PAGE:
10 Mmusi Maimane is playing a risky game over Cyril Ramaphosa
In an article last week the leader of the Democratic Alliance (DA), Mmusi Maimane, claimed that Cyril Ramaphosa had given a lengthy speech setting out the DA's economic policy. It was "wonderful", said Mr Maimane, that there was "growing consensus" at the centre of South African politics around the DA's approach to economic policy and growth.
Mr Maimane went on to suggest that the most important difference between the DA and the African National Congress (ANC) was that the DA "will be able to actually implement these policies". He has got this exactly back to front. In the event that he becomes the next leader of the ANC, Mr Ramaphosa is far more likely to be able to implement growth (and other) policies than the DA. This is for the simple reason that an ANC led by Mr Ramaphosa is much more likely to win the 2019 national election than is the DA.
Mr Maimane may be poking a bit of fun at Mr Ramaphosa. But he is at the same time endorsing his supposed "new deal for jobs, growth, and transformation". Why should anyone vote for the DA if they can get such a new deal from an ANC under Mr Ramaphosa's leadership?
Referring to Mr Ramaphosa's "10-point plan", Mr Maimane said that he could not agree more with the statement in that plan that it was "necessary to take immediate steps" to deal with corruption and state capture.
The trouble is that there quite a few other things in that plan. It promises "decent jobs", which is hardly surprising given that Mr Ramaphosa is responsible for the introduction next year of a national minimum wage despite the risk that this may well destroy jobs. The 10-point plan further promises import substitution, accelerated land redistribution, and accelerated transfer of ownership and control of the economy to black South Africans. It also promises that state-owned enterprises will be restored as "drivers of economic growth and social development".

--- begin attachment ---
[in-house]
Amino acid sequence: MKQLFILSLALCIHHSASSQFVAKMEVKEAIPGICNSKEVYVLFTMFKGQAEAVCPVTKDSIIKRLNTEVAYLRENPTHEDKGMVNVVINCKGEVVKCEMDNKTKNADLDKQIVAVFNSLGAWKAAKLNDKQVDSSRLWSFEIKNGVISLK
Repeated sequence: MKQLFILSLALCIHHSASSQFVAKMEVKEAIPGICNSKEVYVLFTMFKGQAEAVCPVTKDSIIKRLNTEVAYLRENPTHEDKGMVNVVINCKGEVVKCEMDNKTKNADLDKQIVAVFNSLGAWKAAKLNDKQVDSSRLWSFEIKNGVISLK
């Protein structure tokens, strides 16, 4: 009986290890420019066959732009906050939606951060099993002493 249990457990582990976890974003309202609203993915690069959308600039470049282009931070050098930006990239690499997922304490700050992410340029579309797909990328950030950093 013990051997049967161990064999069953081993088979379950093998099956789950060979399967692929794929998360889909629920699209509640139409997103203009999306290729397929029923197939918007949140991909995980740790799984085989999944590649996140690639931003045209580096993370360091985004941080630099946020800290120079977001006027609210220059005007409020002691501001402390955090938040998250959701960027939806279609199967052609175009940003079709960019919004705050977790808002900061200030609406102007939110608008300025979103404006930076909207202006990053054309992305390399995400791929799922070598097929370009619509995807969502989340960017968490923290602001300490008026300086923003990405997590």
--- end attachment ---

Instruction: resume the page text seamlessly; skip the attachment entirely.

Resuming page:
Mr Maimane pooh-poohed a denial by a former finance minister, Pravin Gordhan, that there was any common ground between ANC and DA policy. Mr Gordhan, he said, was unable to point out "major differences" between ANC and DA policy. What are we to make of this? That the DA goes along with the rest of the 10-point plan, including not only its sound points but these others as well?
Some months ago, in a speech in Boksburg which most of the media as usual carefully airbrushed out of their reports, Mr Ramaphosa repeatedly endorsed the "national democratic revolution", the ANC's long-standing blueprint for socialism and black nationalism. Accelerated land redistribution, along with transfer of ownership and control of the economy to blacks, are in line with this revolutionary agenda. So is the use of state-owned enterprises to drive economic growth and social development.
Mr Ramaphosa has a lot going for him already. He is opposing the Jacob Zuma faction, he has been in business, he demonstrated leadership both as a trade unionist and in the constitutional negotiations leading to the handover of power in 1994, and he has a reputation for pragmatism and reasonableness. Should he be the leader of the ANC in the 2019 election, he can expect plenty of support (and money) from people who would not normally vote for his party. The ANC has successfully beguiled people in the past. It may yet do so again under the leadership of a man promising to stamp out the corruption and state capture that daily dominate the headlines.
The DA may think it is being clever in taunting Mr Ramaphosa with having supposedly adopted the official opposition's policies. But Mr Ramaphosa may have the last laugh. If he becomes president of the ANC later this month and then of the country in 2019, Mr Ramaphosa will be able to thank the leader of the opposition for having swung to the ANC votes that might otherwise have gone to the DA.
* John Kane-Berman is a policy fellow at the IRR, a think-tank that promotes political and economic freedom.